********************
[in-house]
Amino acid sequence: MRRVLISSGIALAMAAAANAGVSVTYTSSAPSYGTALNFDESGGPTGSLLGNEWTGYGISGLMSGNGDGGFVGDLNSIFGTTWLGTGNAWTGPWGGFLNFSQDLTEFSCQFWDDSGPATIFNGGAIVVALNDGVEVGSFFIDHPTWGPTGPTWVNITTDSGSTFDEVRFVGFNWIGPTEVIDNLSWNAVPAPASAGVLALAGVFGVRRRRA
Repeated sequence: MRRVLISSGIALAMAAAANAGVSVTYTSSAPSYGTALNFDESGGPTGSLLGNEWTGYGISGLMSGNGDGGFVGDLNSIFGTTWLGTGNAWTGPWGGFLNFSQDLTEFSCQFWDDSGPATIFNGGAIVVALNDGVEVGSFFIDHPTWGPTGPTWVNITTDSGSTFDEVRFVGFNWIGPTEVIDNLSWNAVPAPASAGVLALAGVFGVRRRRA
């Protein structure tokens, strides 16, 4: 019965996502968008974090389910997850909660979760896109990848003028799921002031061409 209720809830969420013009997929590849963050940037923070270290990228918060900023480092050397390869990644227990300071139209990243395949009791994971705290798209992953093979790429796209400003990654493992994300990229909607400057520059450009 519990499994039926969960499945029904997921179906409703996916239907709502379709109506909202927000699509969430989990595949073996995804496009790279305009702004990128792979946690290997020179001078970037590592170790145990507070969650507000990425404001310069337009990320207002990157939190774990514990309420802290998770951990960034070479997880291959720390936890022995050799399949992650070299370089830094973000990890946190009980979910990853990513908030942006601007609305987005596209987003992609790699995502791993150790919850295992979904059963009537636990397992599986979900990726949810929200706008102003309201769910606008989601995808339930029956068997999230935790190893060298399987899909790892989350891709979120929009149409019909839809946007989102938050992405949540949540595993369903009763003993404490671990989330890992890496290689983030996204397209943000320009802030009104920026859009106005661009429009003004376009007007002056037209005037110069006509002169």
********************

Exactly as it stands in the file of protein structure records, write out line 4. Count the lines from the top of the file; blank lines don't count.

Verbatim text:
């Protein structure tokens, strides 16, 4: 019965996502968008974090389910997850909660979760896109990848003028799921002031061409 209720809830969420013009997929590849963050940037923070270290990228918060900023480092050397390869990644227990300071139209990243395949009791994971705290798209992953093979790429796209400003990654493992994300990229909607400057520059450009 519990499994039926969960499945029904997921179906409703996916239907709502379709109506909202927000699509969430989990595949073996995804496009790279305009702004990128792979946690290997020179001078970037590592170790145990507070969650507000990425404001310069337009990320207002990157939190774990514990309420802290998770951990960034070479997880291959720390936890022995050799399949992650070299370089830094973000990890946190009980979910990853990513908030942006601007609305987005596209987003992609790699995502791993150790919850295992979904059963009537636990397992599986979900990726949810929200706008102003309201769910606008989601995808339930029956068997999230935790190893060298399987899909790892989350891709979120929009149409019909839809946007989102938050992405949540949540595993369903009763003993404490671990989330890992890496290689983030996204397209943000320009802030009104920026859009106005661009429009003004376009007007002056037209005037110069006509002169």